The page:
We now discuss the analysis of the costs associated with the LCR. The first stage of our Heckman model can be seen in Table 1. Our regression results indicate that firms participating in LCR auctions had more experience in the first round of the NSM and had energy production as their main business (as opposed to merely having recently diversified into the energy sector, but continuing to mainly operate in a related sector) when compared to the firms that participated in the open solar auctions. More importantly, our ‘Indian × Manufacturer’ interaction term is highly significant (p < 0.01), which indicates that (as one might expect) Indian firms with PV manufacturing capabilities self-selected into LCR auctions, whereas international manufacturers were more likely to self-select into the open auctions. As local manufacturers do not have the economies of scale of international manufacturers, one might expect them to have higher module costs and thus be associated with higher bid prices.
We find that LCRs increased bid prices by 5.3–5.9% across all bids and by 6.0–6.1% for the awarded bids (Specifications (2)–(5) in Table 2). Cumulative experience of the developer reduced bid price, likely because of economies of scale and learning-by-doing. Whether SECI or NTPC was the offtaker did not have a price effect across all bids, but SECI tends to be associated with slightly higher bid prices of 1.8% across awarded bids, indicating that SECI has a higher perceived financial risk. Neither solar parks, competition within the auction nor differences in solar irradiation is associated with changes in bid price. Solar irradiation is similar across the Indian states in which solar auctions were held, likely driving this outcome.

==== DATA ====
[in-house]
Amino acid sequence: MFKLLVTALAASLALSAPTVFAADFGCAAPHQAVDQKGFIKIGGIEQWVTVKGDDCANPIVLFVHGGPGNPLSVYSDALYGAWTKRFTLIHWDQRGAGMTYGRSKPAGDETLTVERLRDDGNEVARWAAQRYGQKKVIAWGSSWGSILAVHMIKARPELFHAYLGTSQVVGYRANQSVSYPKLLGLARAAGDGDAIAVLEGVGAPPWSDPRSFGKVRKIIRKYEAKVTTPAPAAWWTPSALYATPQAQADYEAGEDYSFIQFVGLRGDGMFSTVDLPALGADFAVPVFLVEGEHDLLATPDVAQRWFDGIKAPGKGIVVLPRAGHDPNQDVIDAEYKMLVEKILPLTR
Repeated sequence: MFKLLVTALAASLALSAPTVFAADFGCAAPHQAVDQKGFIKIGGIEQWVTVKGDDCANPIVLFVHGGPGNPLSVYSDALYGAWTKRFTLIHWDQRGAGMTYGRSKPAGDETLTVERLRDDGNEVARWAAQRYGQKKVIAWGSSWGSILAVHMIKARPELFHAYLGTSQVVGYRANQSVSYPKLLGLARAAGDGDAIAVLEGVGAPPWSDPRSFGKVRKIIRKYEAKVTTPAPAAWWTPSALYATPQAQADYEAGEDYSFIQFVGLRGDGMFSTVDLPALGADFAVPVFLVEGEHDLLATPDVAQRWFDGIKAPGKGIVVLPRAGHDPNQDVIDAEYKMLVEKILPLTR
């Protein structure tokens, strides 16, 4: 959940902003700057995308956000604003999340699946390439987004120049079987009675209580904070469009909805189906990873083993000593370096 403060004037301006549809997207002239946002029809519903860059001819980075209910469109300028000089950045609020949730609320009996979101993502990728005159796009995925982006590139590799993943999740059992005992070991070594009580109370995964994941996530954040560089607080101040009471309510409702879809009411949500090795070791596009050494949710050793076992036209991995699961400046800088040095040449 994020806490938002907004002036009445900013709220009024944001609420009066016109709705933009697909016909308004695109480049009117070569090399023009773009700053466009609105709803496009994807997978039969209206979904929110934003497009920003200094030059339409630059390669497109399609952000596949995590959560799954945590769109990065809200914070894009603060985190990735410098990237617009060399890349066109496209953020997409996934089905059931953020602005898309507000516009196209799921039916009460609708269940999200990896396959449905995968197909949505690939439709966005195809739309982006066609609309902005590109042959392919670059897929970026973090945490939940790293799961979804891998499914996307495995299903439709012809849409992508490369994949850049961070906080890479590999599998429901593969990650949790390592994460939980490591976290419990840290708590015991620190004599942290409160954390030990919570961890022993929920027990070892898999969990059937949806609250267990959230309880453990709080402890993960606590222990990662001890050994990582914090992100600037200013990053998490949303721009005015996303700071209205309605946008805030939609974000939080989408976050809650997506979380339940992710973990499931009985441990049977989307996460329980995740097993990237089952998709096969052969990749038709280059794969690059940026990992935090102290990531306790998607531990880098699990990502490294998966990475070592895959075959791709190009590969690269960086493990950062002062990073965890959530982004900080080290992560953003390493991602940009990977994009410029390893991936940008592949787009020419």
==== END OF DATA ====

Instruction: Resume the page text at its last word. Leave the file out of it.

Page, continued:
Higher cost of domestically manufactured PV modules
We next use detailed project-level data from the International Renewable Energy Agency (IRENA)29 on the average investment cost of utility-scale solar PV projects in India to calculate the additional cost that developers had to pay for locally manufactured modules (which includes cells). We make the simplifying but reasonable assumption that the main difference between the open auctions and the closed auctions (that is, auctions subject to LCRs) was the cost of the solar panels, as opposed, for instance, to increased financing cost due to local content and higher risk. As firm size was similar across the open and closed auctions, this is a credible assumption to make. Given that over the four-year period covered by our analysis, average module prices made up 42% of the total investment cost of utility-scale PV projects in India29 (Fig. 3a), this implies that panels subjected to LCRs were on average around 14% more expensive (ceteris paribus) than panels that were not subjected to LCRs during the period studied (Fig. 3b), leading to a 6% difference in average bid prices between non-LCR auctions and LCR auctions.
We also find that in percentage terms the gap between price of the auctions with LCRs and non-LCRs did not close over the four-year time frame of our data (see Fig. 2b), which is not surprising as four years is a relatively short period.
The total cost of the LCRs to the Indian taxpayers
We next estimate how much additional cost the Indian government incurred due to increased cost for the solar PV through LCR auctions compared to open auctions. Unlike other renewable deployment subsidies, which to a large extent end up being paid indirectly by retail electricity consumers30, in this case the cost of the solar power is borne directly by the Indian government. The reason for this is that, although the power generated by the solar plants is purchased by the respective utilities in the state where the auction took place, the Indian government (through taxation) covers the price difference between the average power purchasing cost of the utilities and the cost of solar power31,32.